IAS 2011: People with HIV Have Double Risk for Non-Melanoma Skin Cancers

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Several studies conducted in the era of effective antiretroviral therapy (ART) have shown that people with HIV have higher rates of non-AIDS-defining cancers, especially those caused by infectious pathogens such as human papillomavirus or hepatitis B or C.

It is unclear, however, whether non-melanoma skin cancers such as basal cell carcinoma and squamous cell carcinoma are also more common, since they are often not recorded in cancer registries.

As described in a poster presented at the 6th International AIDS Society Conference on HIV Pathogenesis, Treatment and Prevention (IAS 2011) last month in Rome, Michael Silverberg from Kaiser Permanente Northern California and colleagues aimed to determine rates of non-melanoma skin cancers among HIV positive members of this large integrated healthcare system.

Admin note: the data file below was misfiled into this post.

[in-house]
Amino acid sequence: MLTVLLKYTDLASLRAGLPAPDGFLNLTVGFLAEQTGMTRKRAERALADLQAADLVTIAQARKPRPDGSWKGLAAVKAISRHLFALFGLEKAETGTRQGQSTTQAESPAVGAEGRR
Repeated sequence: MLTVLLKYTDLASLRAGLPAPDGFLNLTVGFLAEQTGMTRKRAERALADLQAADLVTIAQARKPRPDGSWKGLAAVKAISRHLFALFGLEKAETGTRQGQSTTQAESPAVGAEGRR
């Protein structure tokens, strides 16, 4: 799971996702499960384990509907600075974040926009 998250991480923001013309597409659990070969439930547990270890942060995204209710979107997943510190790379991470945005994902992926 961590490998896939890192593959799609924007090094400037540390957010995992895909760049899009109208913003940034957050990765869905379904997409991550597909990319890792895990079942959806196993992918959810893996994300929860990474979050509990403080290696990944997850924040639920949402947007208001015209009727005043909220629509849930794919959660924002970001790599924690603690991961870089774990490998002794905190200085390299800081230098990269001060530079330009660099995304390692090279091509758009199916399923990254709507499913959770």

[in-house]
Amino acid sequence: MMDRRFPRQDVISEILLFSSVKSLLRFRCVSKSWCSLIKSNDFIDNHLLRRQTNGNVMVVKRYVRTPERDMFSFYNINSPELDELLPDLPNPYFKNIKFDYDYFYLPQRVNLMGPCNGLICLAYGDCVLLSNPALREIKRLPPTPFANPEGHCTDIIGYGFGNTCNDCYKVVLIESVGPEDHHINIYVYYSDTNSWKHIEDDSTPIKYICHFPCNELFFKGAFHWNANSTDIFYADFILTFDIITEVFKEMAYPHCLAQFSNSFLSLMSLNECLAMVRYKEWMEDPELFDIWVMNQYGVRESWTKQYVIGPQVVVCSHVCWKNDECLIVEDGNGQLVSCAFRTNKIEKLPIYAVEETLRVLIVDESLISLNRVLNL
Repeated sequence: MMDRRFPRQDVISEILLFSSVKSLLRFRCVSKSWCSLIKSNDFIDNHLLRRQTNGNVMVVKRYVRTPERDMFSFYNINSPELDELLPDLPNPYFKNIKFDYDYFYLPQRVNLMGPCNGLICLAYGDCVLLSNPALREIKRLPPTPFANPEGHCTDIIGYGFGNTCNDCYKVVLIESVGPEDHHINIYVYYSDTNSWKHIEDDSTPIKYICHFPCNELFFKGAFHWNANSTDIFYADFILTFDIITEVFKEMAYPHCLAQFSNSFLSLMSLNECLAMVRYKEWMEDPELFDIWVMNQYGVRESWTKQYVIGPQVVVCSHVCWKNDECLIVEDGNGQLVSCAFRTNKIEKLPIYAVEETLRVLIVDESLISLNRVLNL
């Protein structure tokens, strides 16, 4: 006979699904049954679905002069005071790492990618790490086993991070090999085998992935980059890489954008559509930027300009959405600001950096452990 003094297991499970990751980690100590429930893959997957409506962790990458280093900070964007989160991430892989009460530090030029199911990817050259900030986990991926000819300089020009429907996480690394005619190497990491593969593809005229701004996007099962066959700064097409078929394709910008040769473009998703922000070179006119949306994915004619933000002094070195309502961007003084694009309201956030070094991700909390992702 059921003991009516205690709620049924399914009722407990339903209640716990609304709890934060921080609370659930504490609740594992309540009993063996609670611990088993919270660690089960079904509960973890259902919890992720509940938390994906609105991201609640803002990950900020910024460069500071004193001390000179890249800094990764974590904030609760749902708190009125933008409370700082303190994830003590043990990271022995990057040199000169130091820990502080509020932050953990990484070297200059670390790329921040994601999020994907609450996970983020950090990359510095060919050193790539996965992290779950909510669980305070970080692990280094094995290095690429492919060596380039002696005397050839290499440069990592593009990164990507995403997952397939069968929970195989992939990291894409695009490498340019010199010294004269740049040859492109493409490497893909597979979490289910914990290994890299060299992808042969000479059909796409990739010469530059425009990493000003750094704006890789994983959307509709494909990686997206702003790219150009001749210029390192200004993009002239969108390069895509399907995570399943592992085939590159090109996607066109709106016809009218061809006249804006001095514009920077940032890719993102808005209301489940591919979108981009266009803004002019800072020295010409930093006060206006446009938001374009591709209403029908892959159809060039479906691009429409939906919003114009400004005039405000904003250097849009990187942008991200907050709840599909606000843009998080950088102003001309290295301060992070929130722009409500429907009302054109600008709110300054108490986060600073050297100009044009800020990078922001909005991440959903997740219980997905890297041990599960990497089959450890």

The researchers identified 6567 HIV positive participants and 36,887 HIV negative participants matched for age, sex, and race (all were Caucasian). Most (89%) were men, 72% were men who have sex with men, and the average age was about 42 years. The HIV positive group was more likely to smoke but less likely to be overweight.

Silverberg's team collected information from pathology reports on first biopsy-proven basal cell or squamous cell carcinomas. Participants were followed from first enrollment after 1996 (the year combination ART became widely available) until skin cancer diagnosis, loss to follow-up, or December 2008.

Results

The investigators suggested that "The two-fold higher non-melanoma skin cancer risk in HIV patients may partly result from more screening or increased sun exposure," although it is unclear why the latter would be true.

"Squamous cell carcinoma risk may also be affected by alterations in the immune system," they added. This is in accordance with findings from other studies showing that past or present immune suppression increases cancer risk, though skin cancers are not known to have an infectious cause.

Investigator affiliations: Kaiser Permanente Northern California, Division of Research, Oakland, CA; National Cancer Institute, Division of Cancer Epidemiology and Genetics, Rockville, MD.

8/2/11

Reference

M Silverberg, W Leyden, M Warton, et al. HIV infection and non-melanoma skin cancer risk. 6th International AIDS Society Conference on HIV Pathogenesis, Treatment and Prevention (IAS 2011). Rome, July 17-20, 2011. Abstract TUPE235.